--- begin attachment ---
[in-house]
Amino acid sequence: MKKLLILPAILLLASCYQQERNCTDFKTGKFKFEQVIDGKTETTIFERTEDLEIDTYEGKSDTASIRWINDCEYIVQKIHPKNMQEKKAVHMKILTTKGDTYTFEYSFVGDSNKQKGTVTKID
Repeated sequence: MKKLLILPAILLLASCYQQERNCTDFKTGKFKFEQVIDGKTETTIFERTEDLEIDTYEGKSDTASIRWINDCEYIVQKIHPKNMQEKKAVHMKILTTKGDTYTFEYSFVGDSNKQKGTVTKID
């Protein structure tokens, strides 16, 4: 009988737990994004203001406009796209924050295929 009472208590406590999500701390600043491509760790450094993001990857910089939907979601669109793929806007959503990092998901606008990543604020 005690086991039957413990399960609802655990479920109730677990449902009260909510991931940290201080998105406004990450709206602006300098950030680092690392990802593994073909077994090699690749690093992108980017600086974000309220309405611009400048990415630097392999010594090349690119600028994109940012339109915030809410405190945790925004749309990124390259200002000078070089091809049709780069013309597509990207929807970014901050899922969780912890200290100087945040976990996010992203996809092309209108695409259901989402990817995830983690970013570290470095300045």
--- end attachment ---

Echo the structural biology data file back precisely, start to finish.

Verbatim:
[in-house]
Amino acid sequence: MKKLLILPAILLLASCYQQERNCTDFKTGKFKFEQVIDGKTETTIFERTEDLEIDTYEGKSDTASIRWINDCEYIVQKIHPKNMQEKKAVHMKILTTKGDTYTFEYSFVGDSNKQKGTVTKID
Repeated sequence: MKKLLILPAILLLASCYQQERNCTDFKTGKFKFEQVIDGKTETTIFERTEDLEIDTYEGKSDTASIRWINDCEYIVQKIHPKNMQEKKAVHMKILTTKGDTYTFEYSFVGDSNKQKGTVTKID
């Protein structure tokens, strides 16, 4: 009988737990994004203001406009796209924050295929 009472208590406590999500701390600043491509760790450094993001990857910089939907979601669109793929806007959503990092998901606008990543604020 005690086991039957413990399960609802655990479920109730677990449902009260909510991931940290201080998105406004990450709206602006300098950030680092690392990802593994073909077994090699690749690093992108980017600086974000309220309405611009400048990415630097392999010594090349690119600028994109940012339109915030809410405190945790925004749309990124390259200002000078070089091809049709780069013309597509990207929807970014901050899922969780912890200290100087945040976990996010992203996809092309209108695409259901989402990817995830983690970013570290470095300045």